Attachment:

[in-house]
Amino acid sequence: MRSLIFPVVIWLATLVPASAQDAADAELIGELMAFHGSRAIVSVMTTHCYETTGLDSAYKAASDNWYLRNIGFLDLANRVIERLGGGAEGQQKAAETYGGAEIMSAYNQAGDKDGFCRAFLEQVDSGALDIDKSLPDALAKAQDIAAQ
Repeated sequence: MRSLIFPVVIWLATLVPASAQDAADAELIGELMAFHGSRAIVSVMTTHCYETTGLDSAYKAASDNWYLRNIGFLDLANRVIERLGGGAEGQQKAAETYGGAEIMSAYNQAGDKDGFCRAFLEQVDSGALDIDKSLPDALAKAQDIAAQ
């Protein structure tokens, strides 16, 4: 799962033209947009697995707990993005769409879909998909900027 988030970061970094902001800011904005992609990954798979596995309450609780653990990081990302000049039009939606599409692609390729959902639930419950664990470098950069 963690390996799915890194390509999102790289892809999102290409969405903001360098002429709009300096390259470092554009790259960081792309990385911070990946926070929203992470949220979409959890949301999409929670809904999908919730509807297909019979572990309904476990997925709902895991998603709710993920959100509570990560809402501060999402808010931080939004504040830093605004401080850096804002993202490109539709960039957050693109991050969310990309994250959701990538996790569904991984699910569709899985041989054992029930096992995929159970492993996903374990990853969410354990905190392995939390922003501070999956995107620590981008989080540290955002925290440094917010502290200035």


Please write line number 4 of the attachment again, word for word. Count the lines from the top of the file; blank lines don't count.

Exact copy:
């Protein structure tokens, strides 16, 4: 799962033209947009697995707990993005769409879909998909900027 988030970061970094902001800011904005992609990954798979596995309450609780653990990081990302000049039009939606599409692609390729959902639930419950664990470098950069 963690390996799915890194390509999102790289892809999102290409969405903001360098002429709009300096390259470092554009790259960081792309990385911070990946926070929203992470949220979409959890949301999409929670809904999908919730509807297909019979572990309904476990997925709902895991998603709710993920959100509570990560809402501060999402808010931080939004504040830093605004401080850096804002993202490109539709960039957050693109991050969310990309994250959701990538996790569904991984699910569709899985041989054992029930096992995929159970492993996903374990990853969410354990905190392995939390922003501070999956995107620590981008989080540290955002925290440094917010502290200035």